12. Apart from the foregoing, Australia is represented on the inter-governmental Committee on Refugees, and has participated in discussions on the formation of an International Refugee Organization. Australia has not yet joined this organization, but should we do so, our contribution to both organizations for the first 12 months would amount to almost A1,000,000 (see separate Agendum ).
Requests on Australia
13. It is not possible to assess accurately the full extent of the requests that may be made on Australia for relief in 1947, nor to distinguish between requests for government contributions and for voluntary private contributions. The following is a preliminary estimate of possible totals on the basis of information at present available.
General Relief A4,000,000 Children's Fund A4,000,000 Educational, Scientific and Cultural Relief & Rehabilitation A 50,000 A8,050,000
14. Australia's possible contributions of about A1,000,000 to refugee organizations have not been included in the above tabulation of requirements for this year because they are likely to involve a recurring expense over a number of years, and can be considered more appropriately in a separate submission.
Action by Other Countries
15. At an informal meeting called by the Secretary-General of the United Nations on 28th February, some countries were able to give an indication of the relief programmes they intend to adopt in 1947. Denmark will provide $4 million food relief, and Norway a small unspecified amount. The U.S. has asked Congress for $350 million to be supplied mainly as foodstuffs, although the Bill contains authority for expenditure of some funds outside the U.S.
New Zealand and France have also offered contributions. In view of economic circumstances the U.K. contributions will probably be limited to the granting of Stg10 million to Austria, and the cancellation of certain Greek debts. Australia's representative at the meeting was instructed not to commit the Government in any way, but to obtain all possible information.
16. Canada has confidentially mentioned a tentative figure of $25 million for all post-UNRRA relief purposes, but it has been suggested that a relatively large proportion of any relief contributions by Canada might go to the Children's Fund.
17. Telegrams U.N.275 and U.N.302 from the Australian United Nations Delegation, New York, giving an indication of the attitude to post-UNRRA relief of the countries mentioned above, are attached as Appendices B and C respectively.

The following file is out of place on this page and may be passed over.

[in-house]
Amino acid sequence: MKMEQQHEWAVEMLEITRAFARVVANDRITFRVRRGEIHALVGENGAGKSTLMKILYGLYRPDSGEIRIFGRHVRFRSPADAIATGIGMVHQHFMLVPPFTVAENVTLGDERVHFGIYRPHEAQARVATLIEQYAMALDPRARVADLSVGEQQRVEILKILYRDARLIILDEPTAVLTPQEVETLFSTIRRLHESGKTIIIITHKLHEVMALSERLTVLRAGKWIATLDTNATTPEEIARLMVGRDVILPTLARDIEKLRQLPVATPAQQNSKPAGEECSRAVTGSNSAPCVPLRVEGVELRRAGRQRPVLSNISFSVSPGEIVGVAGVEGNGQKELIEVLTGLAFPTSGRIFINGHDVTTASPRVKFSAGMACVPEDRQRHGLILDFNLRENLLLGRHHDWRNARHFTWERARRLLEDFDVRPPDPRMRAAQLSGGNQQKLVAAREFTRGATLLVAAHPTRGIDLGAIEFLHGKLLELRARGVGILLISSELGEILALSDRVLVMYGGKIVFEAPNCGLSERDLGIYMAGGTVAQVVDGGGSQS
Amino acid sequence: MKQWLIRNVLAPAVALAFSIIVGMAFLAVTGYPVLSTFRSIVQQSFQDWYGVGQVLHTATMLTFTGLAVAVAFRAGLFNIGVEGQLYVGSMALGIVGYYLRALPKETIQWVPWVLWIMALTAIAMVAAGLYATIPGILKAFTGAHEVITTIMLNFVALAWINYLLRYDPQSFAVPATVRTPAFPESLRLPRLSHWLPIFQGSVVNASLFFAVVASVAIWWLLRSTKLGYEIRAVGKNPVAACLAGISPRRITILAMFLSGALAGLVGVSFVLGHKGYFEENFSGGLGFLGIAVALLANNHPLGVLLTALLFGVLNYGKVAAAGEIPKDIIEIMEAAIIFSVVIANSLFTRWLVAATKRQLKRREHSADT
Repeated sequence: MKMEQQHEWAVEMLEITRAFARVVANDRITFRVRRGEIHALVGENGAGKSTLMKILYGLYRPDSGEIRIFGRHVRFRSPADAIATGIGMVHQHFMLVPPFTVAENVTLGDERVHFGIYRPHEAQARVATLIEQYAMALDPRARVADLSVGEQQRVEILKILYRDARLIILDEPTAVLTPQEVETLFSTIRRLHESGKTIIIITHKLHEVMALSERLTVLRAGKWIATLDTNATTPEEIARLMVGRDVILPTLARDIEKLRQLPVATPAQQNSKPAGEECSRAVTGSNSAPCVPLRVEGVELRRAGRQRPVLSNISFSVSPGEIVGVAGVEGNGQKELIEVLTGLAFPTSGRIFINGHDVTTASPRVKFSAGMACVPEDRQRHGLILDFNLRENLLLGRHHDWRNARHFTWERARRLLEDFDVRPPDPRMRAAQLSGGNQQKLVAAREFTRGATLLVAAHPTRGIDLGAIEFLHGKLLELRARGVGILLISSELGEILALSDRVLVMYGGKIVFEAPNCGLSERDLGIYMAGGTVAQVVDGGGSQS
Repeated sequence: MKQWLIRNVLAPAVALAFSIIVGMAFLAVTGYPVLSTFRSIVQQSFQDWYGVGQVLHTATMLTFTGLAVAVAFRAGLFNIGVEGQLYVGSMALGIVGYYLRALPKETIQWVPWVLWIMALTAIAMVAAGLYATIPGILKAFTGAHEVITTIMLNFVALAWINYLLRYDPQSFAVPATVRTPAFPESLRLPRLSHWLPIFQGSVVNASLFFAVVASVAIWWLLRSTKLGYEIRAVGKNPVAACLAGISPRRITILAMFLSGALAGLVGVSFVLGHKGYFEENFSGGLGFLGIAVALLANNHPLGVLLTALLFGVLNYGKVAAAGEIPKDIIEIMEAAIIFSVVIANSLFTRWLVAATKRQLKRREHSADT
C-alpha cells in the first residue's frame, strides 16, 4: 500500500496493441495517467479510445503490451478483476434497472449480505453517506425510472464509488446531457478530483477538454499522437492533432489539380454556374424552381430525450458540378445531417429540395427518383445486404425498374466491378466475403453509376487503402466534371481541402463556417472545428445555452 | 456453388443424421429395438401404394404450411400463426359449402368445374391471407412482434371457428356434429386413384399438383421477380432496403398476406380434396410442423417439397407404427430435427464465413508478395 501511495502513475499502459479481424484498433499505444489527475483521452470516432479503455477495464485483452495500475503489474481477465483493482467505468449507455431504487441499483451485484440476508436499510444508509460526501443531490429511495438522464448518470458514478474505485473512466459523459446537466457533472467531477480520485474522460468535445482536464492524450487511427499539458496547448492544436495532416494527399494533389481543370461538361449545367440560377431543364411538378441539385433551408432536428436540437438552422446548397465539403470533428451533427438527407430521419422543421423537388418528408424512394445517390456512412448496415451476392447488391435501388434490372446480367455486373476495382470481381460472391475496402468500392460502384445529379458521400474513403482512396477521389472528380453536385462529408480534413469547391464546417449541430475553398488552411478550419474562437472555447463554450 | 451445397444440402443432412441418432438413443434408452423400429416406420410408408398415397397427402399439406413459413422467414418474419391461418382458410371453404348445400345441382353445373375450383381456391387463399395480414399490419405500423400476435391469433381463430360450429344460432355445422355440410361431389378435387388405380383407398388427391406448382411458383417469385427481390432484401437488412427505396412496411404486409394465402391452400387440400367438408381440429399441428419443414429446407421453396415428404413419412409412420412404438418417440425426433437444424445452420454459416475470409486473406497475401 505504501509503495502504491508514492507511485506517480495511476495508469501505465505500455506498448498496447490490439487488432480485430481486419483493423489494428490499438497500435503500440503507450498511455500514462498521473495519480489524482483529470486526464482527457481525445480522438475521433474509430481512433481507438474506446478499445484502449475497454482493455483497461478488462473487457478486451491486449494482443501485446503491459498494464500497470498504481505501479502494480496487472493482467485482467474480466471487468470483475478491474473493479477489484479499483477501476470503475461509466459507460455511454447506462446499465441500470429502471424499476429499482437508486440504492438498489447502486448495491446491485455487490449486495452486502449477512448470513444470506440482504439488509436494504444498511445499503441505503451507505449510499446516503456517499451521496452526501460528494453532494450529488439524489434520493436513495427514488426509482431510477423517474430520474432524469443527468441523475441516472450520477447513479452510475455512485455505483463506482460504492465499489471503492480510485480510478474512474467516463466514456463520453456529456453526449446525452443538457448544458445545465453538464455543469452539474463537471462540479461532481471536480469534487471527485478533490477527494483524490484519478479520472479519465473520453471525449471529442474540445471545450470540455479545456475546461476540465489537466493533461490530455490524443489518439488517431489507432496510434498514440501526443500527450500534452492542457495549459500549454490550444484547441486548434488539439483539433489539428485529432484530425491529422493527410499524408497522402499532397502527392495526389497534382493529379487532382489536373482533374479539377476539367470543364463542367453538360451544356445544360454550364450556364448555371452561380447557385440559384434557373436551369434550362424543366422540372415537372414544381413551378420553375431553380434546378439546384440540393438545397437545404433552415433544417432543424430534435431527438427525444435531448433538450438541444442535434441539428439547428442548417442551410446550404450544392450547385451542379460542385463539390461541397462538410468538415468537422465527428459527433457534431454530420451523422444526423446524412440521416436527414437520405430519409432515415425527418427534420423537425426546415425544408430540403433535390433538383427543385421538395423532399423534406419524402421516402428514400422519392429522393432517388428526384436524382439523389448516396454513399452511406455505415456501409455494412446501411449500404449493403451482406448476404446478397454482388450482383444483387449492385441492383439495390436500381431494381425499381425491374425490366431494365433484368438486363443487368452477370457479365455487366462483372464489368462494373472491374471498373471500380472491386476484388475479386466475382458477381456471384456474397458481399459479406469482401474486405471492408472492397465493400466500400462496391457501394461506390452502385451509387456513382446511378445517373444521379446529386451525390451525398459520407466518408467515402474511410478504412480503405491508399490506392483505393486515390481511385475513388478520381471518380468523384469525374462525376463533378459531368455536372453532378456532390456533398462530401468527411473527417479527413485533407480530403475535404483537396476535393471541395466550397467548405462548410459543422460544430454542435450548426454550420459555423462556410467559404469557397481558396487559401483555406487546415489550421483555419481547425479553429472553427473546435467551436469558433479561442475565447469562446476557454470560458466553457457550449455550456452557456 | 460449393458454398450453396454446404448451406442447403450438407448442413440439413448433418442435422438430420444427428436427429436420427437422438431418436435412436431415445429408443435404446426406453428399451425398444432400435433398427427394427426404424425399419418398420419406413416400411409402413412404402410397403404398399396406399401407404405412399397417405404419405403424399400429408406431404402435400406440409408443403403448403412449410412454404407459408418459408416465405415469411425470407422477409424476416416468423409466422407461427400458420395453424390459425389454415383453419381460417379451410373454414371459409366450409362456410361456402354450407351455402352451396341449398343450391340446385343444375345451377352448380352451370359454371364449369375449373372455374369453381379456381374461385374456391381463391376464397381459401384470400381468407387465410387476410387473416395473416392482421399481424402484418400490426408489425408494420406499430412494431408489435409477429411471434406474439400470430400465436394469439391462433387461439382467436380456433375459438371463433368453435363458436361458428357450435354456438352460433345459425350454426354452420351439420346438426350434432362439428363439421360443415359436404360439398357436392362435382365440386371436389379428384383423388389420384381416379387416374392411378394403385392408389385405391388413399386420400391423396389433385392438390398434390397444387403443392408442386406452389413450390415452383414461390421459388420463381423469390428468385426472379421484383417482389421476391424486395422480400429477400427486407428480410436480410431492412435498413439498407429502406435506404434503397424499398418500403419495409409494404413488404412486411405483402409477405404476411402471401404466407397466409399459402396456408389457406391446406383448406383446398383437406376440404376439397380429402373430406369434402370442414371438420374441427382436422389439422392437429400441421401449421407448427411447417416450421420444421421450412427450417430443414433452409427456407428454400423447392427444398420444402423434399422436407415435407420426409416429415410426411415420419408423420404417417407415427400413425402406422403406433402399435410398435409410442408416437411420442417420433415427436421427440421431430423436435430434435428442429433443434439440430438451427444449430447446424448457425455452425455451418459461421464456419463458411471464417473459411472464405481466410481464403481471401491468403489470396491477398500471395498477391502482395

18. Australia's political and economic interests in assisting needy countries in Europe and the Far East include:
(a) Economic recovery and stability, and therefore political security depend upon meeting the essential minimum relief requirements of Europe and Asia.
(b) The U.S. and the U.K., which have been the principal contributors to relief in the past have, while opposing continuation of UNRRA, shown willingness to make a substantial contribution to meeting relief needs, although the exact form or amount of the assistance has not been decided.
(c) Economic recovery of Europe is of the highest importance to recovery in the U.K. The U.K.'s willingness to provide 'substantial contributions to relief', despite very great financial difficulties, is indicative of this importance.
(d) Apart from long term and general advantages, Australia's contributions could be devised so as to promote goodwill and other political and economic advantages in the countries assisted. The countries could be chosen according to their importance to Australia.
19. The Secretary-General of the United Nations has asked urgently for a general indication of national relief policies. He has already initiated discussions with the various national delegations at the United Nations, New York, and our representatives have requested instructions as to Australia's intentions.
20. Decisions are therefore required on the following matters:
(a) Is Australia prepared to make any further relief contributions? (b) If so, up to what amount, to what countries, and on what conditions? (c) Is Australia prepared to permit the promotion of public relief appeals and private voluntary contributions? 21. One possible course of action would be as follows:
(a) To determine a figure of, say, A4,000,000 as the maximum contribution by the Australian Government to all post-UNRRA relief purposes (other than the Refugee Organization-see separate Agendum).
(b) To appoint a Sub-Committee of the Treasurer and Ministers for External Affairs, Supply and Shipping, Commerce and Agriculture, and Post-War Reconstruction, to determine- (i) to what extent Australia is in a position to supply goods and services for relief purposes within the ceiling figures approved;
(ii) the allocation to be made over the various relief activities and countries requiring relief, and (iii) the conditions, if any, to be attached to any Australian relief contributions.
Submitted for consideration. 
J. B. CHIFLEY Treasurer
H. V. EVATT Minister for External Affairs